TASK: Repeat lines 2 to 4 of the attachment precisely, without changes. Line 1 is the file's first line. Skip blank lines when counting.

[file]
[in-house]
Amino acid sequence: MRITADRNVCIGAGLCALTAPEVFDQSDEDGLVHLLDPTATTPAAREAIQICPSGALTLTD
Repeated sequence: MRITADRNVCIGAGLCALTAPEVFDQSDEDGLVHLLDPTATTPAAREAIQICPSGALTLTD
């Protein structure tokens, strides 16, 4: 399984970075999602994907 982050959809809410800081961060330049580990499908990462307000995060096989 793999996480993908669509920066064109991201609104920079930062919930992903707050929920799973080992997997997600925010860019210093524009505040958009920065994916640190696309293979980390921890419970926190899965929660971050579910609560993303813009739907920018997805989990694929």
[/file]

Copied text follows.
Amino acid sequence: MRITADRNVCIGAGLCALTAPEVFDQSDEDGLVHLLDPTATTPAAREAIQICPSGALTLTD
Repeated sequence: MRITADRNVCIGAGLCALTAPEVFDQSDEDGLVHLLDPTATTPAAREAIQICPSGALTLTD
């Protein structure tokens, strides 16, 4: 399984970075999602994907 982050959809809410800081961060330049580990499908990462307000995060096989 793999996480993908669509920066064109991201609104920079930062919930992903707050929920799973080992997997997600925010860019210093524009505040958009920065994916640190696309293979980390921890419970926190899965929660971050579910609560993303813009739907920018997805989990694929």